mortar model. And I think that we see now that you don't. So for me, do I think retail will go away completely what I said it early and alerted to the fact that I think it's going to look very different. I I've always cautioned marketers and I've said to them just remember one thing, no matter what happens. Until we the until we create that, that that pull that allows you to stay awake for 24 hours one till we we create


some kind of of scifi type of product. There are still 24 hours in the day. You know, we still have two eyes. We still have one knows we still have two is we still have one stomach. We still have a very, very limited and challenged attention span. And the older we all the less we have, the less the ability we have to multi task. And certainly younger consumers have the ability to be able to do more. But we have to, you know. If food, for


example, I do not foresee a virtual model or a old digital model or a mobile model anytime soon where we will actually consume our food any other way than physically, but to be able to fall back on that as out almost safety. Blanket of security blanket is a fool's errand too, because three d printing, for example, way, way food can be printed. All just the fact you look at a model, likely greets how that has kind of


been able to disrupt as well as certain business model was certain distribution. And so Joe, Joe, Louis located, let me ask you this, do you think. Do you think I because I look at this is hand in glove. Okay. We were in my past we were agency of record for Wal-Mart riot, and it was amazing to me that the director of marketing could not get the data from the website activity because the web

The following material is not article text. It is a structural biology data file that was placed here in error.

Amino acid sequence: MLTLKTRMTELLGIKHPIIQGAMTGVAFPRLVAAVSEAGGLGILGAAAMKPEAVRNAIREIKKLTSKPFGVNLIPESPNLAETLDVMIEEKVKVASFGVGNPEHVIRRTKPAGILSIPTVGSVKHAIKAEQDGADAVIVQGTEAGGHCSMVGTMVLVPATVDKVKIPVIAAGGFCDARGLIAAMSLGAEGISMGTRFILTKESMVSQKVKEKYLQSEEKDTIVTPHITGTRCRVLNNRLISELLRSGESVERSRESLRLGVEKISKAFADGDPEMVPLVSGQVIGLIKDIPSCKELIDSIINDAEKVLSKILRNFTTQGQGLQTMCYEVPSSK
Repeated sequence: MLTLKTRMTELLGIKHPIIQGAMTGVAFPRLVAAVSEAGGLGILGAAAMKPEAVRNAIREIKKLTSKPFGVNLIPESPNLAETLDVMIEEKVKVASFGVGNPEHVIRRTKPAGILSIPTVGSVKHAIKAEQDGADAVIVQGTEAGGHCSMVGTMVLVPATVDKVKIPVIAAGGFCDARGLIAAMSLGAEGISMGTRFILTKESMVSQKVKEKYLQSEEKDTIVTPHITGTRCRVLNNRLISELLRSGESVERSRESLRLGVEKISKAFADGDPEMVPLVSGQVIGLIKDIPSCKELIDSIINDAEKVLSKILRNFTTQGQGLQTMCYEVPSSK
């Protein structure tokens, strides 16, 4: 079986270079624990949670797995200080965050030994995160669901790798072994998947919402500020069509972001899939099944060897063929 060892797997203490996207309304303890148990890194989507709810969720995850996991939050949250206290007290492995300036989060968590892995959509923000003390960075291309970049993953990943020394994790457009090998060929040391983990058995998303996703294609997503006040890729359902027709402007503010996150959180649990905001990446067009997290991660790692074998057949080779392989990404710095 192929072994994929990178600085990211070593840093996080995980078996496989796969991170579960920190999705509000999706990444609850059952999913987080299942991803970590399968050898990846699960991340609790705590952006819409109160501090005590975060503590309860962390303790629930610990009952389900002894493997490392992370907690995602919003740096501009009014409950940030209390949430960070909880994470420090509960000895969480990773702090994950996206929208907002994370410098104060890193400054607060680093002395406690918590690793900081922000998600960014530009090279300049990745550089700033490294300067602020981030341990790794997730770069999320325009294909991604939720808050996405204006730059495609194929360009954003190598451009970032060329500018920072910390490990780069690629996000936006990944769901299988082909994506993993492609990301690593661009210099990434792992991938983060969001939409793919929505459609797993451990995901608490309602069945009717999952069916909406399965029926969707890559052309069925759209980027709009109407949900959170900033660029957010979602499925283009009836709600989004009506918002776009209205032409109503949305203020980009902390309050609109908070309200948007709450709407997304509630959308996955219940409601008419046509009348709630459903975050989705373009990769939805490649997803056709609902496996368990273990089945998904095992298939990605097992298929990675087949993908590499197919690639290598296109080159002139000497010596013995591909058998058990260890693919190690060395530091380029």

guys for Wal-Mart would hold it hostage. Okay? So is it is the question is, do you think this is. This is this is a problem of not understanding the evolution of business or is it a problem of people not knowing that there's an inherent difference between web activity and in store experience because it's a it's a different different way to look at it to say, well, they're just not on top of the internet because


frankly, if I go into. The gap I go in the gap today, but then I end up buying something from the gap at Amazon. Does the store get credit for that sale? No, they don't even know that I was in there. You don't? I mean. Yeah, I mean connecting the online world and the off line world is, is is a problem for a lot of retailers, but I don't think it's as. I don't think that people were unaware of the problem is they once were I mean you bring up the WalMart example. That's what like